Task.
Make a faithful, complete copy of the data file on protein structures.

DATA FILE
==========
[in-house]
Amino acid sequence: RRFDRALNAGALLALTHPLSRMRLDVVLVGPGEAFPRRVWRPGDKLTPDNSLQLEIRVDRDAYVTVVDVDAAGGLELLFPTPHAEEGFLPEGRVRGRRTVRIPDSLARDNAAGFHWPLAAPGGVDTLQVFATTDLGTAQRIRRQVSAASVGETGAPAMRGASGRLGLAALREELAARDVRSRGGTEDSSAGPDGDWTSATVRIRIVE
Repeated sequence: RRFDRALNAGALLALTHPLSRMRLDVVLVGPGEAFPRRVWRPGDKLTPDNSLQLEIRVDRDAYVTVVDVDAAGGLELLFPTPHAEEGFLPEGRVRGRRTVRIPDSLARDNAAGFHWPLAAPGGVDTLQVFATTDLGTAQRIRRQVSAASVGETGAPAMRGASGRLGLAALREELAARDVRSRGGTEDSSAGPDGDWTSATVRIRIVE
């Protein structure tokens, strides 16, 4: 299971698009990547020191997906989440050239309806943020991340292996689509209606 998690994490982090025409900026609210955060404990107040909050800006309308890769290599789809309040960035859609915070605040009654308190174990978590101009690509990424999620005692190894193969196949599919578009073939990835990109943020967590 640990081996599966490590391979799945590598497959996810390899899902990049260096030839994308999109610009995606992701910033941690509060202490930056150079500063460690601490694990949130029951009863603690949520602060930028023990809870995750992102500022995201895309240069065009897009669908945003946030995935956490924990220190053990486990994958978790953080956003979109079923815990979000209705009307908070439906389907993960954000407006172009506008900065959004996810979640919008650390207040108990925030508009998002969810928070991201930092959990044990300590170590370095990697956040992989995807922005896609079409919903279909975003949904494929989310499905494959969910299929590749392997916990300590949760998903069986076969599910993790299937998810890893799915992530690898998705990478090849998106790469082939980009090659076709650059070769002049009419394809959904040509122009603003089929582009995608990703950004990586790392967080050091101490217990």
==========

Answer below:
[in-house]
Amino acid sequence: RRFDRALNAGALLALTHPLSRMRLDVVLVGPGEAFPRRVWRPGDKLTPDNSLQLEIRVDRDAYVTVVDVDAAGGLELLFPTPHAEEGFLPEGRVRGRRTVRIPDSLARDNAAGFHWPLAAPGGVDTLQVFATTDLGTAQRIRRQVSAASVGETGAPAMRGASGRLGLAALREELAARDVRSRGGTEDSSAGPDGDWTSATVRIRIVE
Repeated sequence: RRFDRALNAGALLALTHPLSRMRLDVVLVGPGEAFPRRVWRPGDKLTPDNSLQLEIRVDRDAYVTVVDVDAAGGLELLFPTPHAEEGFLPEGRVRGRRTVRIPDSLARDNAAGFHWPLAAPGGVDTLQVFATTDLGTAQRIRRQVSAASVGETGAPAMRGASGRLGLAALREELAARDVRSRGGTEDSSAGPDGDWTSATVRIRIVE
């Protein structure tokens, strides 16, 4: 299971698009990547020191997906989440050239309806943020991340292996689509209606 998690994490982090025409900026609210955060404990107040909050800006309308890769290599789809309040960035859609915070605040009654308190174990978590101009690509990424999620005692190894193969196949599919578009073939990835990109943020967590 640990081996599966490590391979799945590598497959996810390899899902990049260096030839994308999109610009995606992701910033941690509060202490930056150079500063460690601490694990949130029951009863603690949520602060930028023990809870995750992102500022995201895309240069065009897009669908945003946030995935956490924990220190053990486990994958978790953080956003979109079923815990979000209705009307908070439906389907993960954000407006172009506008900065959004996810979640919008650390207040108990925030508009998002969810928070991201930092959990044990300590170590370095990697956040992989995807922005896609079409919903279909975003949904494929989310499905494959969910299929590749392997916990300590949760998903069986076969599910993790299937998810890893799915992530690898998705990478090849998106790469082939980009090659076709650059070769002049009419394809959904040509122009603003089929582009995608990703950004990586790392967080050091101490217990």